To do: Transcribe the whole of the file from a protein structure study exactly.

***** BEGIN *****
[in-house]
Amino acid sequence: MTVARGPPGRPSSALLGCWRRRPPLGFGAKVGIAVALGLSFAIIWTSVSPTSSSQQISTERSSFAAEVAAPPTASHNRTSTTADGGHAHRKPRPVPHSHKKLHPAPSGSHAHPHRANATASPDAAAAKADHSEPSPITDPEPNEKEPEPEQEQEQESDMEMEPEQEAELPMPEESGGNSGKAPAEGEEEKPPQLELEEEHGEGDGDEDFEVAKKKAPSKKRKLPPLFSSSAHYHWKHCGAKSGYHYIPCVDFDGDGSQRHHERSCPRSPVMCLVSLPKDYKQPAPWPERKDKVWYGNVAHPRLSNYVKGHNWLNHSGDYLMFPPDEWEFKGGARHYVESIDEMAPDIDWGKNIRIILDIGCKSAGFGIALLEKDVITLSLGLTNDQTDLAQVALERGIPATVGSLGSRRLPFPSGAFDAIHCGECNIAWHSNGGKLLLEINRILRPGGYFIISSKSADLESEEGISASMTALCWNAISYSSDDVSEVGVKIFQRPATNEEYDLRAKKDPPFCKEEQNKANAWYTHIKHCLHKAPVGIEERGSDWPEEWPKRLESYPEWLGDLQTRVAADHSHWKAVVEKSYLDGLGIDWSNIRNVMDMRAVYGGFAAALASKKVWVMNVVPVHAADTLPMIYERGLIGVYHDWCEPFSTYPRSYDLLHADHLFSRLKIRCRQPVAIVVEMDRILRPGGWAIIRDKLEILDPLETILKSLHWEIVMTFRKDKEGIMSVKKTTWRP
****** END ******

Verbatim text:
[in-house]
Amino acid sequence: MTVARGPPGRPSSALLGCWRRRPPLGFGAKVGIAVALGLSFAIIWTSVSPTSSSQQISTERSSFAAEVAAPPTASHNRTSTTADGGHAHRKPRPVPHSHKKLHPAPSGSHAHPHRANATASPDAAAAKADHSEPSPITDPEPNEKEPEPEQEQEQESDMEMEPEQEAELPMPEESGGNSGKAPAEGEEEKPPQLELEEEHGEGDGDEDFEVAKKKAPSKKRKLPPLFSSSAHYHWKHCGAKSGYHYIPCVDFDGDGSQRHHERSCPRSPVMCLVSLPKDYKQPAPWPERKDKVWYGNVAHPRLSNYVKGHNWLNHSGDYLMFPPDEWEFKGGARHYVESIDEMAPDIDWGKNIRIILDIGCKSAGFGIALLEKDVITLSLGLTNDQTDLAQVALERGIPATVGSLGSRRLPFPSGAFDAIHCGECNIAWHSNGGKLLLEINRILRPGGYFIISSKSADLESEEGISASMTALCWNAISYSSDDVSEVGVKIFQRPATNEEYDLRAKKDPPFCKEEQNKANAWYTHIKHCLHKAPVGIEERGSDWPEEWPKRLESYPEWLGDLQTRVAADHSHWKAVVEKSYLDGLGIDWSNIRNVMDMRAVYGGFAAALASKKVWVMNVVPVHAADTLPMIYERGLIGVYHDWCEPFSTYPRSYDLLHADHLFSRLKIRCRQPVAIVVEMDRILRPGGWAIIRDKLEILDPLETILKSLHWEIVMTFRKDKEGIMSVKKTTWRP